When a variable is assigned a particular type, that variable becomes “of that type”. Above for example “name” is a string; “age” is a number, and so on.
Always reconnecting to “Python is dynamic”, even if a variable is born a string it does not necessarily have to die:
name = "Rohit" name = 18 # First name is a string # and then becomes a number
With good reason, even if Python allows it you don’t necessarily have to swap types all the time. A variable called “name” has no reason to become a number.
In static type languages like Java or Typescript this is not allowed so freely, and even Python has an optional “safe” as I mentioned earlier.
It is also worth clarifying that Python treats as variables all names that are not contained in quotes in the program . This means the following example:
name = “Liz”
Read as a Liz string assigned to the variable name. This code, on the other hand, means something else and is not even valid:
“Name” = “Liz”
When we talk about functions you will see why it is important to pay attention to these details.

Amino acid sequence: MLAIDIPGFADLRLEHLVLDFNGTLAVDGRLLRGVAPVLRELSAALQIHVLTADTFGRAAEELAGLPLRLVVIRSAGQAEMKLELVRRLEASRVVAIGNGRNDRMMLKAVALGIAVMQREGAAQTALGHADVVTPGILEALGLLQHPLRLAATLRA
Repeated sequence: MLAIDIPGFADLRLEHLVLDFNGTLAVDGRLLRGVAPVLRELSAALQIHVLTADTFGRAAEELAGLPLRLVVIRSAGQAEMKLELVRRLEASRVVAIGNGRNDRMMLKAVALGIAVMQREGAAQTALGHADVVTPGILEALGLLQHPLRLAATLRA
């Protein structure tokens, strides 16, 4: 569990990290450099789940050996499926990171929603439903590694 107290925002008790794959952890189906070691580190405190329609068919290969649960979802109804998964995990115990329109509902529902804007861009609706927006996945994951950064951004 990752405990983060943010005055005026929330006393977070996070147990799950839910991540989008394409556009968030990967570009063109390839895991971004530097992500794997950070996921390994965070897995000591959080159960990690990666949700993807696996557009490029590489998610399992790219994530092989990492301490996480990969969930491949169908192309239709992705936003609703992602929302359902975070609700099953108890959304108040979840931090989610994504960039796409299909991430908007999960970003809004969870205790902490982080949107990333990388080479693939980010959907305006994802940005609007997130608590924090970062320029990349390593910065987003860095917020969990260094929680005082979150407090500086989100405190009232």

7. Writing variables in the Python way
Not only does Python expect to find well-aligned code, you also have to pay attention to some rules that the Python world has set itself to make the work of developers more enjoyable.
Let’s take some examples. In some programming languages the variables are written with the so-called camel case form:
# don’t do this in python myVariable = “Liz”
In Python this form is to be avoided because it is neither common nor accepted by the community. The correct form instead is:
# ok! my_variable = “Liz”
Then separate the long names with an underscore. Another thing to avoid is capitalization (apart from a particular case):
# Don’t do this in Python MYVARIABLE = “Liz”
Another common but understandable mistake that many beginners make is not having consistency in writing variable names.
It is not uncommon to see such things (also encouraged by official teaching material for preparation for some exams):
Name = "Rohit" AGE = 17 CITY = "Chicago" Married = False
As much as I love the Italian that I always defend against the madness of the breakeven point that if we do not have a business plan we cannot talk to the investors and then the competitor overtakes us, it is good practice in Python to write the variables in lowercase in English.
These little tweaks improve the readability of your code and make what you write familiar to other Python developers as well.
Also read: What is anaconda? Anaconda vs Python